The relationship between boiling point and elevation.

Of course, you can modify the stove to divert heat to the canister or add heat by some external means, in which case the fuel temperature will rise independent of the ambient temperature, and your stove will run in colder weather than it otherwise would.  If you divert heat from the combustion, be very careful.  Overheated canisters can and do explode.  A canister explosion is a potentially life threatening event.  ALWAYS  monitor the canister temperature with your (unfrozen) hand.  If the canister feels hot to the touch, turn it down immediately

Also, please note that the colder it gets, the harder it is to keep the canister warm.  If you're going out in really cold weather with a gas stove, think.  Can I really keep my canister warm in those temperatures?  In really cold weather, your life may depend on your stove functioning.  Take no short cuts. 

Main "take aways" from the long answer:
1.  In all cases, it is the fuel temperature which matters, not the ambient temperature.
2.  Propane burns off faster, so you must be able to rely on the other components of your fuel.  Avoid n-butane.
3.  In order to have enough pressure to properly operate a stove, your fuel temperature must be warmer than the vaporization point of the fuel.  Generally, about 10F/5C above the vaporization point will give you good operating pressure.
4.  The higher you go, the colder the weather your gas stove will operate in.
5.  If you heat the canister by some external means, you are not as constrained by the ambient temperature in terms of how cold of weather you can operate your stove in.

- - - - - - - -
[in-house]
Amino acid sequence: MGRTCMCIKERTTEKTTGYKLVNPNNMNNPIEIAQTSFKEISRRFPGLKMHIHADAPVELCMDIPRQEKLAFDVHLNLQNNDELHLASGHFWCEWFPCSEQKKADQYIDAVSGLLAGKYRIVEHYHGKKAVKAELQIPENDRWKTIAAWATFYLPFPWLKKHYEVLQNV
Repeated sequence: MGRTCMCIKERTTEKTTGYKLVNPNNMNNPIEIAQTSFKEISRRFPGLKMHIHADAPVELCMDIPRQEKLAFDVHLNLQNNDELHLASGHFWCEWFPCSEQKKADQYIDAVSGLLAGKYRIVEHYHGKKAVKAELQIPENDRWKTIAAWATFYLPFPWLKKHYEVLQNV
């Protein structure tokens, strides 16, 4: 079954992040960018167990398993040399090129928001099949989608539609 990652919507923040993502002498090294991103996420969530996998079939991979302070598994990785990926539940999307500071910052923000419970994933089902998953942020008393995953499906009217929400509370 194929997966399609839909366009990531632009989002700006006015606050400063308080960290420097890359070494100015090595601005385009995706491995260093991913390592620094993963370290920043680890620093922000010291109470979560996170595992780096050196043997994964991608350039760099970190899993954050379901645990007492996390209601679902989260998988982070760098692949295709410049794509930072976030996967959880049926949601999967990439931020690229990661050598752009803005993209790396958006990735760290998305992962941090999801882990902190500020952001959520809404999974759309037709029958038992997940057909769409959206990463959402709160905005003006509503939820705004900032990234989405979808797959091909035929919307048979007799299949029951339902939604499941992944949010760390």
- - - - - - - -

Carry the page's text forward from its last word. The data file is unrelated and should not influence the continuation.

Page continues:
OK, so now that you've seen the long answer, is my short answer "planning number" of 20F/-7C any good?  Anyone who has used a canister stove can tell you that the canister gets cold as you run your stove.  Isn't the fuel temperature going to fall below the outside temperature?  And if the outside temperature is already at the bottom of my temperature range (20F/-7C), aren't I going to get screwed?

Good points, and yes, your fuel temperature will fall below the outside temperature.  Recall though that 20F/-7C is for sea level.  In fact, most of us camp well above sea level, so camping above sea level will compensate  for some or all canister cooling, depending on the elevation.  Combine the elevation with the tricks in my Stoves For Cold Weather article, and you should have no problems.  If you still have problems with my short answer, then just use the long answer.  :)


Related articles and posts:


  1. Canister gas is really liquid fuel, but gas stoves lack vaporizers, except for those intended for liquid feed. The heat of vaporization comes from the atmosphere and must occur at a rate sufficient to keep the liquified gas temperature up. There are all sorts of trade offs, but I'm just not a canister gas fan. I prefer liquid fuel in most cases.

  2. Bill, excellent summary. You got it!